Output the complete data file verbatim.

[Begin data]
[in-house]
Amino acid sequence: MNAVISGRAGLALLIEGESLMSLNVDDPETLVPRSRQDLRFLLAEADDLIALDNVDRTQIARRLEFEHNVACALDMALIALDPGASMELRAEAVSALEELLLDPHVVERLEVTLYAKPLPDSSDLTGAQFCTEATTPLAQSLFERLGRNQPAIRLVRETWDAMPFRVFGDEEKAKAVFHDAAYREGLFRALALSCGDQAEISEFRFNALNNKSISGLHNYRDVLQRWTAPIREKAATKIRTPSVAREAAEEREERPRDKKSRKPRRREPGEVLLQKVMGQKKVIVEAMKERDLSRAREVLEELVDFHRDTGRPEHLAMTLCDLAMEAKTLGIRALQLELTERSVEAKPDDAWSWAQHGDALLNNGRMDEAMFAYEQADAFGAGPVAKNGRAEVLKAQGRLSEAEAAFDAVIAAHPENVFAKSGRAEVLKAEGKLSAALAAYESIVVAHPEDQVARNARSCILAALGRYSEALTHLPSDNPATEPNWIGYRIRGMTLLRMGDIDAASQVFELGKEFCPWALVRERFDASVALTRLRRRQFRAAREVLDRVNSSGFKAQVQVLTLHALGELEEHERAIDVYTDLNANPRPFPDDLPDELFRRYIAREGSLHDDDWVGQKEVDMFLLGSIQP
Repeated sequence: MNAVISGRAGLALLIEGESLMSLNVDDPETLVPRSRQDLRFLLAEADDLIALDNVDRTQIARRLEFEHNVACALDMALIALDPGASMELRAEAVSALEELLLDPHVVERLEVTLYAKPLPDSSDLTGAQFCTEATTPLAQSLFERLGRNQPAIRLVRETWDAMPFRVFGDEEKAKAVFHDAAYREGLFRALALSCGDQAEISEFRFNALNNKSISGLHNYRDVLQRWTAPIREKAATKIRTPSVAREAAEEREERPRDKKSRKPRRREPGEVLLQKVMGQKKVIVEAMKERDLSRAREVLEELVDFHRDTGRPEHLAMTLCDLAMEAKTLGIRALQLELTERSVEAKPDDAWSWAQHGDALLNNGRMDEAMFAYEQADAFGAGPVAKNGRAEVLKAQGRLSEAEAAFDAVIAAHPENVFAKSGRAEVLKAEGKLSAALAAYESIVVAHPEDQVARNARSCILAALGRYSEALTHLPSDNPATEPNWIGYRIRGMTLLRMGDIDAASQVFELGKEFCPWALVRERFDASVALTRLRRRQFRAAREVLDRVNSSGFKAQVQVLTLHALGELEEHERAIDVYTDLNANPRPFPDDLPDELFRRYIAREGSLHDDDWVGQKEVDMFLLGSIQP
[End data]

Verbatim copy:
[in-house]
Amino acid sequence: MNAVISGRAGLALLIEGESLMSLNVDDPETLVPRSRQDLRFLLAEADDLIALDNVDRTQIARRLEFEHNVACALDMALIALDPGASMELRAEAVSALEELLLDPHVVERLEVTLYAKPLPDSSDLTGAQFCTEATTPLAQSLFERLGRNQPAIRLVRETWDAMPFRVFGDEEKAKAVFHDAAYREGLFRALALSCGDQAEISEFRFNALNNKSISGLHNYRDVLQRWTAPIREKAATKIRTPSVAREAAEEREERPRDKKSRKPRRREPGEVLLQKVMGQKKVIVEAMKERDLSRAREVLEELVDFHRDTGRPEHLAMTLCDLAMEAKTLGIRALQLELTERSVEAKPDDAWSWAQHGDALLNNGRMDEAMFAYEQADAFGAGPVAKNGRAEVLKAQGRLSEAEAAFDAVIAAHPENVFAKSGRAEVLKAEGKLSAALAAYESIVVAHPEDQVARNARSCILAALGRYSEALTHLPSDNPATEPNWIGYRIRGMTLLRMGDIDAASQVFELGKEFCPWALVRERFDASVALTRLRRRQFRAAREVLDRVNSSGFKAQVQVLTLHALGELEEHERAIDVYTDLNANPRPFPDDLPDELFRRYIAREGSLHDDDWVGQKEVDMFLLGSIQP
Repeated sequence: MNAVISGRAGLALLIEGESLMSLNVDDPETLVPRSRQDLRFLLAEADDLIALDNVDRTQIARRLEFEHNVACALDMALIALDPGASMELRAEAVSALEELLLDPHVVERLEVTLYAKPLPDSSDLTGAQFCTEATTPLAQSLFERLGRNQPAIRLVRETWDAMPFRVFGDEEKAKAVFHDAAYREGLFRALALSCGDQAEISEFRFNALNNKSISGLHNYRDVLQRWTAPIREKAATKIRTPSVAREAAEEREERPRDKKSRKPRRREPGEVLLQKVMGQKKVIVEAMKERDLSRAREVLEELVDFHRDTGRPEHLAMTLCDLAMEAKTLGIRALQLELTERSVEAKPDDAWSWAQHGDALLNNGRMDEAMFAYEQADAFGAGPVAKNGRAEVLKAQGRLSEAEAAFDAVIAAHPENVFAKSGRAEVLKAEGKLSAALAAYESIVVAHPEDQVARNARSCILAALGRYSEALTHLPSDNPATEPNWIGYRIRGMTLLRMGDIDAASQVFELGKEFCPWALVRERFDASVALTRLRRRQFRAAREVLDRVNSSGFKAQVQVLTLHALGELEEHERAIDVYTDLNANPRPFPDDLPDELFRRYIAREGSLHDDDWVGQKEVDMFLLGSIQP